Friday, November 9, 2012

K-Tec, Inc. v. Vita-Mix Corp - design patents as prior art

In our previous posts we discussed using design patents as prior art against utility patent applications, with the caveat that the drawings in design patents may not sufficiently disclose the structure or the function of all the elements in the claimed invention. In a recent case of K-Tec, Inc. v. Vita-Mix Corp., the Federal Circuit affirmed the finding that two design patents used in an obviousness analysis were non-analogous art to the utility patent claims and that the asserted claims were not proved invalid. 

K-TEC, a company that manufactures and sells commercial blending equipment, owns U.S. Patents 6,979,117 (“the ’117 patent”) and 7,281,842 (“the ’842 patent”), covering blending jars with specific geometries. The specific geometry is claimed as “a fifth truncated wall disposed between two of the four side walls” and is illustrated below. As a result of this geometry, a vortex is created when blending liquid inside the container moves away from a central axis and toward the truncated wall. The shifted vortex creates a flow pattern that causes the liquid to ascend the corner opposite the truncated wall and to descend at the truncated wall during blending.

The trial court granted K-TEC’s motion for summary judgment that the Vita-Mix container infringed the asserted claims and partially granted K-TEC’s motion that the asserted claims were not invalid. In the invalidity analysis, the trial court found that two prior art design patent references to pitchers, Hobbs (U.S. Design Patent 163,117) and Grimes (U.S. Design Patent 227,535) were non-analogous art. Both of the Hobbs and Grimes relate to ornamental designs for pitchers having a truncated wall that cuts off one corner of otherwise square-shapes. On appeal to the Federal Circuit, among other issues, Vita-Mix argued that the district court erred in granting summary judgment that Grimes and Hobbs are not analogous art.

The Federal Circuit explained that for the reference to be “analogous art,” the reference must satisfy one of the following conditions:
(1) the reference must be from the same field of endeavor; or
(2) the reference must be reasonably pertinent to the particular problem with which the inventor is involved.  A reference is reasonably pertinent if it, as a result of its subject matter, “logically would have commended itself to an inventor’s attention in considering his problem.”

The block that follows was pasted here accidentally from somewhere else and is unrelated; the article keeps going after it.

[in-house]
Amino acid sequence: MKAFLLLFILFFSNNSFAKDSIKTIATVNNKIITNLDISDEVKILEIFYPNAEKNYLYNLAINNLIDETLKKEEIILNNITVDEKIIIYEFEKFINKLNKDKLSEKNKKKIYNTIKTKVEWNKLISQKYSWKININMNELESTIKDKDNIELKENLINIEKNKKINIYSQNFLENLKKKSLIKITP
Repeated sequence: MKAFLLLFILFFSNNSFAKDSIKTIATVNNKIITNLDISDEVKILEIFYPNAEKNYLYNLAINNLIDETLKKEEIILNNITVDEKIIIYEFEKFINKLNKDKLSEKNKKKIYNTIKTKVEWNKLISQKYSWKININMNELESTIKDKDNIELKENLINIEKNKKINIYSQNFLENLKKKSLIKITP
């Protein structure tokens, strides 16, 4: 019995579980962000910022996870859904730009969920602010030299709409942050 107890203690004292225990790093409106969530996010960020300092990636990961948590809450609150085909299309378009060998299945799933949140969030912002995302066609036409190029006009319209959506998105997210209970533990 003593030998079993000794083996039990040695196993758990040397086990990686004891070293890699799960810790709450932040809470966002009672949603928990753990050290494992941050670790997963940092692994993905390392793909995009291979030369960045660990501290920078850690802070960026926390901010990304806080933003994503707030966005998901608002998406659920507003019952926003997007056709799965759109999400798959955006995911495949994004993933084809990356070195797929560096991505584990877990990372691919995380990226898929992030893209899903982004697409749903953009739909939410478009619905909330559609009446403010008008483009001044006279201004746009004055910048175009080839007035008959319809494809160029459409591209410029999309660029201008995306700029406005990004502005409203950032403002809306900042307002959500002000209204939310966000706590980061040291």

As stated in the specification of the asserted patents, there are four prior art problems that the invention solves: blender speed, safety, cavitation, and the blender’s ability to blend frozen ingredients. In addition, the inventor testified that he sought to create a blending jar that would reduce or prevent cavitation when blending frozen drinks.

Vita-mix argued under the second prong of the test, that the Grimes and Hobbs references were reasonably pertinent to the particular problem with which the inventor is involved. Vita-Mix also noted that during the USPTO reexamination of the ’117 patent, the Board held that both Hobbs and Grimes were analogous art. K-Tec argued that the ornamental designs of the Grimes and Hobbs pitchers “had no bearing on the inventor’s cavitation problem,” which was unique to blenders. K-Tec also noted that the size of the container was not a “problem” in the prior art.

The Federal Circuit agreed with the district court that the design patent references were non-analogous art, finding that Vita-Mix did not “explain any rational underpinning for [the inventor] to have consulted non-blending containers or food mixers in order to solve the problems he encountered in designing a new blending container.” The Federal Circuit also found that the Board’s decision that both Hobbs and Grimes were analogous art did “not raise a genuine issue of material fact,” because the Board’s opinion did not issue until well after the district court entered final judgment.

This case elucidates another caveat when design patents are used as prior art. The drawings in design patents are predisposed to be silent as to the particular problem the design patent was trying to solve and probably are entirely unhelpful in reciting a field of endeavor associated with the design. The lack of description in design patents may further limit a practitioner in arguing against obviousness rejections by an examiner during prosecution or in asserting an invalidity defense based on obviousness. For example, arguments that a design patent teaches away from the claimed subject matter or fails to establish that there is a teaching, suggestion, or motivation to combine multiple references would be very unlikely.

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